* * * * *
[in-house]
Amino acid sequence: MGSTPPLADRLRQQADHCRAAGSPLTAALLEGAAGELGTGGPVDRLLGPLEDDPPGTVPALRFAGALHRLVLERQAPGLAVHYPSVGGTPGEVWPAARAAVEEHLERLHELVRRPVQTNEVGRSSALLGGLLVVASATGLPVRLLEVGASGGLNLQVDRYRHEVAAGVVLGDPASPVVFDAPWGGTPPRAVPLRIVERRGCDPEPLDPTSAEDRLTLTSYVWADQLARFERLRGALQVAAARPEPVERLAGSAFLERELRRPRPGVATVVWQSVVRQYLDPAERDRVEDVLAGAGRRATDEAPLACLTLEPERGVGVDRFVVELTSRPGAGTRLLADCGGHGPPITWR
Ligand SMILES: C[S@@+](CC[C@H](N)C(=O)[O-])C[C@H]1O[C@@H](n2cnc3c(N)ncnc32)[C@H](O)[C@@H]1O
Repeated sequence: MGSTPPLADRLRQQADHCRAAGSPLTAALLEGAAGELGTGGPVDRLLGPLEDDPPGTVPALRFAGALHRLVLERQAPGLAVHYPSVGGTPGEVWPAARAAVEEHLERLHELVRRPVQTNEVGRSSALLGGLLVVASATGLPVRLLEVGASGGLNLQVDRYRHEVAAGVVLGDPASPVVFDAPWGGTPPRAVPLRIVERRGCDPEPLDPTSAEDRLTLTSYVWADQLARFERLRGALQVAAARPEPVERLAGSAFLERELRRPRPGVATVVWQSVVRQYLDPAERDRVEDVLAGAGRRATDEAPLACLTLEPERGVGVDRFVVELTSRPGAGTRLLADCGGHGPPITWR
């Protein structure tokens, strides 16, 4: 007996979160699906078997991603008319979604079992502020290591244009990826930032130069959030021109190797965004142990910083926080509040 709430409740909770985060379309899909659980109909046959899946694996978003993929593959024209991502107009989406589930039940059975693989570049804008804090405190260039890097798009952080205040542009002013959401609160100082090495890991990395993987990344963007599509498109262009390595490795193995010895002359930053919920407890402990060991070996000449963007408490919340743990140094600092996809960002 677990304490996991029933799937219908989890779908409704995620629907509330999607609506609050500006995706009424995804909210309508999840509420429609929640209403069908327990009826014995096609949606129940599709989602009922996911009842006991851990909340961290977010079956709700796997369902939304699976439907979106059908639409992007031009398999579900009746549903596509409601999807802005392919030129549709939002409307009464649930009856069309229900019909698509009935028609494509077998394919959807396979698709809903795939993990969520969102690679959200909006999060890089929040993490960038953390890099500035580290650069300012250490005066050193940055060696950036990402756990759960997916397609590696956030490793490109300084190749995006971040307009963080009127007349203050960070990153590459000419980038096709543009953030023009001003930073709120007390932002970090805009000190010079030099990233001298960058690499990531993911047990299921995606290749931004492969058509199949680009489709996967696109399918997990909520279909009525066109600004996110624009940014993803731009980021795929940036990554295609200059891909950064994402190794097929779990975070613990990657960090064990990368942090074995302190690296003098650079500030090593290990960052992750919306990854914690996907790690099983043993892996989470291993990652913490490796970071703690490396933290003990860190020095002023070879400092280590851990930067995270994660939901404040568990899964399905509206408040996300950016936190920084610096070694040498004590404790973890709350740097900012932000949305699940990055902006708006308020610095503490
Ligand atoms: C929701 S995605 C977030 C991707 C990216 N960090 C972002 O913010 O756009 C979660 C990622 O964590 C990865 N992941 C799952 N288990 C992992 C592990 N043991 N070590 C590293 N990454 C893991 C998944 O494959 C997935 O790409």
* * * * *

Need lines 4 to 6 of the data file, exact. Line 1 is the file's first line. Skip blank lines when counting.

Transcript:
Repeated sequence: MGSTPPLADRLRQQADHCRAAGSPLTAALLEGAAGELGTGGPVDRLLGPLEDDPPGTVPALRFAGALHRLVLERQAPGLAVHYPSVGGTPGEVWPAARAAVEEHLERLHELVRRPVQTNEVGRSSALLGGLLVVASATGLPVRLLEVGASGGLNLQVDRYRHEVAAGVVLGDPASPVVFDAPWGGTPPRAVPLRIVERRGCDPEPLDPTSAEDRLTLTSYVWADQLARFERLRGALQVAAARPEPVERLAGSAFLERELRRPRPGVATVVWQSVVRQYLDPAERDRVEDVLAGAGRRATDEAPLACLTLEPERGVGVDRFVVELTSRPGAGTRLLADCGGHGPPITWR
């Protein structure tokens, strides 16, 4: 007996979160699906078997991603008319979604079992502020290591244009990826930032130069959030021109190797965004142990910083926080509040 709430409740909770985060379309899909659980109909046959899946694996978003993929593959024209991502107009989406589930039940059975693989570049804008804090405190260039890097798009952080205040542009002013959401609160100082090495890991990395993987990344963007599509498109262009390595490795193995010895002359930053919920407890402990060991070996000449963007408490919340743990140094600092996809960002 677990304490996991029933799937219908989890779908409704995620629907509330999607609506609050500006995706009424995804909210309508999840509420429609929640209403069908327990009826014995096609949606129940599709989602009922996911009842006991851990909340961290977010079956709700796997369902939304699976439907979106059908639409992007031009398999579900009746549903596509409601999807802005392919030129549709939002409307009464649930009856069309229900019909698509009935028609494509077998394919959807396979698709809903795939993990969520969102690679959200909006999060890089929040993490960038953390890099500035580290650069300012250490005066050193940055060696950036990402756990759960997916397609590696956030490793490109300084190749995006971040307009963080009127007349203050960070990153590459000419980038096709543009953030023009001003930073709120007390932002970090805009000190010079030099990233001298960058690499990531993911047990299921995606290749931004492969058509199949680009489709996967696109399918997990909520279909009525066109600004996110624009940014993803731009980021795929940036990554295609200059891909950064994402190794097929779990975070613990990657960090064990990368942090074995302190690296003098650079500030090593290990960052992750919306990854914690996907790690099983043993892996989470291993990652913490490796970071703690490396933290003990860190020095002023070879400092280590851990930067995270994660939901404040568990899964399905509206408040996300950016936190920084610096070694040498004590404790973890709350740097900012932000949305699940990055902006708006308020610095503490
Ligand atoms: C929701 S995605 C977030 C991707 C990216 N960090 C972002 O913010 O756009 C979660 C990622 O964590 C990865 N992941 C799952 N288990 C992992 C592990 N043991 N070590 C590293 N990454 C893991 C998944 O494959 C997935 O790409």